Antihypertensive treatment adherence in workers of a General Hospital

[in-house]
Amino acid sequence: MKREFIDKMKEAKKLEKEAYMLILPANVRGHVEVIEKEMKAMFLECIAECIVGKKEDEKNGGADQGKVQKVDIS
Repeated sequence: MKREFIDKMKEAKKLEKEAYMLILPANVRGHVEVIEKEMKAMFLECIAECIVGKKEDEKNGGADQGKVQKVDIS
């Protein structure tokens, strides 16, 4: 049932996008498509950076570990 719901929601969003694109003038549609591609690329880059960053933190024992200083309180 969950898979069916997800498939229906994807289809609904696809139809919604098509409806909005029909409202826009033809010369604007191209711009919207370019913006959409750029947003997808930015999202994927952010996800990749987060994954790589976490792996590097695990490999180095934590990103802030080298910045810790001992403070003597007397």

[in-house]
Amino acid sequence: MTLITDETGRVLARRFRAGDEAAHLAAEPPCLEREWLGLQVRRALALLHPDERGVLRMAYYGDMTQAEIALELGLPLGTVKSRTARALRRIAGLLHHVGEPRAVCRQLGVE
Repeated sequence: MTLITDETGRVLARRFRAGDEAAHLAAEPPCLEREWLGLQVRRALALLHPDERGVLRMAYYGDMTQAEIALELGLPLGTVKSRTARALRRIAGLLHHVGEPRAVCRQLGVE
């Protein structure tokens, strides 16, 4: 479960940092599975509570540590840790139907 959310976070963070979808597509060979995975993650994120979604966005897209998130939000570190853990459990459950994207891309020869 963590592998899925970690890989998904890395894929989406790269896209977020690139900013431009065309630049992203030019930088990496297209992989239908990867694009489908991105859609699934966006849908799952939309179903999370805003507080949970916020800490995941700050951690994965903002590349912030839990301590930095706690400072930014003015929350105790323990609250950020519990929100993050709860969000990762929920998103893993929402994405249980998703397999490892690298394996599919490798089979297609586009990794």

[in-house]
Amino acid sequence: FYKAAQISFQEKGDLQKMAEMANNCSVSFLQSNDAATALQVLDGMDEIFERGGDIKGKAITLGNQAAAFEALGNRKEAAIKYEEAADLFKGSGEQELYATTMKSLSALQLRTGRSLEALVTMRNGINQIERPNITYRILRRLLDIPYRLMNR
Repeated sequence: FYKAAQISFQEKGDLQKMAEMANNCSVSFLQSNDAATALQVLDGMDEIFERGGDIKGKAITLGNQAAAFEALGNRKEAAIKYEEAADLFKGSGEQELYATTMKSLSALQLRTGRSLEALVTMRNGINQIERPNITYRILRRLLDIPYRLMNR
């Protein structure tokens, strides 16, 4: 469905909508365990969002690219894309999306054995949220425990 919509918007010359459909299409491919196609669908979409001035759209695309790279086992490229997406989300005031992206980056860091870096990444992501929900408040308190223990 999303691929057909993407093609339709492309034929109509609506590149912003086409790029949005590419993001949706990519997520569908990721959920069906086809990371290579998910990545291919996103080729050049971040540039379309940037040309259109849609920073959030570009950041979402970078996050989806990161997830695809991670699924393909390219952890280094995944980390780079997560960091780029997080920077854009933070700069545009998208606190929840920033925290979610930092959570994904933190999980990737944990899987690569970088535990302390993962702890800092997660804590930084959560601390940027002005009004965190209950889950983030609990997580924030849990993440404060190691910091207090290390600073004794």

ABSTRACT Objective: to assess antihypertensive treatment adherence and associated factors in workers from a hospital. Method: cross-sectional research, consisting of 108 workers who self-reported as being hypertensive. Associations between sociodemographic, work and health variables were assessed regarding adherence. Results: the mean age was 44.2 years, with predominance of the female sex and workers from the nursing area. Through blood pressure measurement, 25% of participants were classified as non-controlled hypertensive patients. Approximately 88% reported taking some sort of medication; however, 79.6% did not adhere to the antihypertensive treatment. In the multiple regression analysis, the independent factors for non-adherence were hypercholesterolemia (OR=8.10; p=0.024) and missing medical appointments (OR=4.06; p=0.048). Conclusion: we verified a significant percentage of non-adherence. Since hypertension and cholesterol are asymptomatic diseases that require continuous treatment, hypertensive patients have difficulties to understand the importance of adhering to the treatment, even being health professionals or working in hospitals.